This image is one of the highest resolution images taken to date by the MESSENGER spacecraft. It features a field of secondary craters in Mercury's northern smooth plains. Secondary craters are formed by the re-impact of debris strewn from a larger crater. The largest secondary craters in this image are roughly a few hundred meters across. If you look closely, you can see some small craters that are only tens of meters across. Credit: NASA/Johns Hopkins University Applied Physics Laboratory/Carnegie Institution of Washington

This image is one of the highest resolution images taken to date by the MESSENGER spacecraft. It features a field of secondary craters in Mercury’s northern smooth plains. Secondary craters are formed by the re-impact of debris strewn from a larger crater. The largest secondary craters in this image are roughly a few hundred meters across. If you look closely, you can see some small craters that are only tens of meters across.
Credit: NASA/Johns Hopkins University Applied Physics Laboratory/Carnegie Institution of Washington

NASA’s MESSENGER – short for MErcury Surface, Space ENvironment, GEochemistry, and Ranging – has moved closer to Mercury than any spacecraft has before.

The spacecraft has been maneuvered to an altitude at closest approach of only 100 kilometers (62 miles) above the planet’s surface.

“This dip in altitude is allowing us to see Mercury up close and personal for the first time,” said Ralph McNutt, MESSENGER project scientist at Johns Hopkins University Applied Physics Laboratory (APL) in Laurel, Maryland.

Doing so means closer looks at polar ice deposits, unusual geological features, and the planet’s gravity and magnetic fields, McNutt said in an APL press statement.

How low can you go?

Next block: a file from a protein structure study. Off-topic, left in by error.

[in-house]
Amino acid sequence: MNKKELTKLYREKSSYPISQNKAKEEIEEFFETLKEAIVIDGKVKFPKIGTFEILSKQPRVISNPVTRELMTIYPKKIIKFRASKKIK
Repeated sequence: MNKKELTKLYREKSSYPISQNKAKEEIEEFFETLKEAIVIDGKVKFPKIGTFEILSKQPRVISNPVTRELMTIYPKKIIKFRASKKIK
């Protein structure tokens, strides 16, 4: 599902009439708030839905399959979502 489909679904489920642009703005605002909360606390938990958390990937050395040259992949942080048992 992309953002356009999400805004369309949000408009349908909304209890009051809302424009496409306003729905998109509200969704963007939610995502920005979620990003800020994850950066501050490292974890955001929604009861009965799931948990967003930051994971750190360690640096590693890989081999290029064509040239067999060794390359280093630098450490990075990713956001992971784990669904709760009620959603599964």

Because of progressive changes to the orbit over time, MESSENGER’s minimum altitude will continue to decrease.

On August 19, the spacecraft’s minimum altitude will be cut in half, to 50 kilometers.

Closest approach will be halved again to 25 kilometers on September 12, noted MESSENGER Mission Design Lead Engineer Jim McAdams, also of APL.

Because of progressive changes to the orbit over time, MESSENGER’s minimum altitude will continue to decrease.

On August 19, the minimum altitude will be cut in half, to 30 miles (50 kilometers). Closest approach will be halved again to 15 miles (25 kilometers) on September 12, noted MESSENGER Mission Design Lead Engineer Jim McAdams, also of APL.

“Soon after reaching 25 kilometers above Mercury, an orbit-correction maneuver (OCM-10) will raise this minimum altitude to about 56 miles (94 kilometers),” noted McAdams.

“Two more maneuvers, on October 24 and January 21, 2015, will raise the minimum altitude sufficiently to delay the inevitable – impact onto Mercury’s surface – until March 2015,” McAdams said.

Extended mission

As the first space mission designed to orbit the planet closest to the Sun, the MESSENGER spacecraft was launched on August 3, 2004, and entered orbit about Mercury on March 18, 2011 (UTC), to begin its primary mission – a yearlong study of its target planet.

MESSENGER’s first extended mission began on March 18, 2012, and ended one year later.

MESSENGER is now in a second extended mission, which is scheduled to conclude in March 2015.

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